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China needs to set its services free

China enjoyed a growth rate of more than 10 per cent from 2000 to 2010. But its economy is now in trouble.

By: Date: April 16, 2013 Topic: Global Economics & Governance

China enjoyed a growth rate of more than 10 per cent from 2000 to 2010. But its economy is now in trouble.

Monday’s official announcement that growth slowed to 7.7 per cent in the first quarter of the year is a sign that the era of double-digit expansion is over. The potential for infrastructure investment has contracted, returns on assets have fallen, export growth is slowing and overcapacity has soared. The old engine of growth is spluttering.

Furthermore, China has suffered from the global slowdown that followed the US financial crisis and the debt crisis in Europe. It is now a factory that is too big for the world market. Since 2009, the contribution of net exports to growth in gross domestic product has turned from significantly positive to negative – a telling development.

In other words, China is staring at the “middle-income trap”: the tendency for countries to stop growing quickly once they reach a certain level of annual income. Although optimists suggest China has a way to go before it falls into the trap, this is not convincing. A new source of growth is needed.

What could this be? The answer is the service sector.

China has a peculiar industry structure. The proportion of the country’s potential economic capacity that is in use has declined from about 80 per cent before 2008 to about 60 per cent in 2012, according to the International Monetary Fund. Despite this, the service sector lacks investment, and is therefore short of both capital and labour. Finance, education and healthcare suffer from monopolies and regulations, which lead to supply constraints and high prices. These constraints also contribute to several important structural problems.

First, most factories are short of workers, even migrant workers, and wages have increased more than 10 per cent per annum for many years. At the same time, it is difficult for university graduates to find work, and their salaries have not risen so quickly.

To understand why, look at the inhibited services industry. Employment here represents only 34 per cent of the total workforce, compared with 60 per cent in Malaysia and 81 per cent in the US. Based on where China is on the typical development path, one would expect the service sector to account for about half of today’s jobs. The deficit is particularly apparent in healthcare, finance and education.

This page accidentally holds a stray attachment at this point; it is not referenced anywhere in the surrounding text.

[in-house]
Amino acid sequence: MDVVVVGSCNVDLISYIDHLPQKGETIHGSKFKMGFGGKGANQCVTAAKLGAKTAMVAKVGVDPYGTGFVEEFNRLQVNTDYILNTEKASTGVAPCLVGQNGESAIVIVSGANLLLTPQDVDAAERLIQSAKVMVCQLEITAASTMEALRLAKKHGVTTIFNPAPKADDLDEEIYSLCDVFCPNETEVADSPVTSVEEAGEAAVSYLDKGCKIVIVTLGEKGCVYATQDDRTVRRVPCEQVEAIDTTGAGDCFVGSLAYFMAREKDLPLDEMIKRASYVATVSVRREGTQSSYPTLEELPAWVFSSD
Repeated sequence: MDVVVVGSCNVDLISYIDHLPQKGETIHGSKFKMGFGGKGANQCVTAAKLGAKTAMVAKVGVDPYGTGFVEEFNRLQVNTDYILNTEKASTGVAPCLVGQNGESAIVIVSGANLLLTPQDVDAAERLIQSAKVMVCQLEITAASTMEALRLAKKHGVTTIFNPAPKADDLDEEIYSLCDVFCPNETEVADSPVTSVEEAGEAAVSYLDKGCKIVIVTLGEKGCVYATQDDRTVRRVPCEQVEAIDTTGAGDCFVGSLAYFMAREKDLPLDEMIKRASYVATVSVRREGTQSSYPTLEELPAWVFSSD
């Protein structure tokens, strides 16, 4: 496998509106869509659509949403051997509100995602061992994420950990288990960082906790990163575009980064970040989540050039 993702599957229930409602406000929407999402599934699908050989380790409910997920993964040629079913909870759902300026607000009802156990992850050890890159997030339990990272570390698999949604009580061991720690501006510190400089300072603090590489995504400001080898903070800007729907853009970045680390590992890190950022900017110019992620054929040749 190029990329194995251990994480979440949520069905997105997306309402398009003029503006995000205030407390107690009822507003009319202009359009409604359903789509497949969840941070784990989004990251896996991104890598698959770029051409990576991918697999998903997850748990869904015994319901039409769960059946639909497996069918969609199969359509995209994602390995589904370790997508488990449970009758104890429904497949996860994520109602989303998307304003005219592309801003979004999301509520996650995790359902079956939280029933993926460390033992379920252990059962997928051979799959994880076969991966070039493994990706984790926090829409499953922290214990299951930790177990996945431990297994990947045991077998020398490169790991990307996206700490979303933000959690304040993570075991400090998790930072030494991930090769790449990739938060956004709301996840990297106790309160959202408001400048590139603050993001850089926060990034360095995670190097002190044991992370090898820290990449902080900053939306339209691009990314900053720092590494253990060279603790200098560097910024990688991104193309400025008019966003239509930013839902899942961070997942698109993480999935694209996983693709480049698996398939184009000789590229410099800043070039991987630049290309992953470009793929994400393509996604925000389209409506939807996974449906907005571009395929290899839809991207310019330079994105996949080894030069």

Second, consumption as a share of GDP fell from more than 60 per cent to less than 50 per cent between 2000 and 2010. The shortage in the supply of services inhibits consumption. Again, medical treatment, education and financial services are difficult to obtain and expensive – a hot topic of conversation for many Chinese.

Third, the distortion in services has consequences for trade. Manufacturing is highly tradable and capital-intensive. Services are less so. Therefore the former’s dominance contributes to international imbalances and the domestic imbalance between capital and labour. It may also lead to greater inequality, as these high returns to capital lead inevitably to the gains accruing to the few with investments.

In the short term, the high levels of fixed-asset investment (that is, investment in long-term physical assets such as property) could be redirected towards investment in services. This would relieve the shock of currently falling investment levels. Indeed, given the supply constraints, returns on investment could even be higher in services than they have been in industry.

In the long run, the development of services could finally produce enough supply to match the demand of domestic consumers. Structural unemployment among graduates would decrease; their wages would increase; national income distribution could be made fairer; and consumption in innovative services could be fuelled. Reliance on investment and foreign demand could also become less important.

The distortions I describe have not emerged just as concern about China’s growth statistics intensifies – they have been in place for at least a decade, and it will not be possible to remove them overnight. But they are the new government’s big economic challenge. China’s ability to leap over the middle-income trap depends on reform of the services sector.

This article was originally published by the Financial Times.

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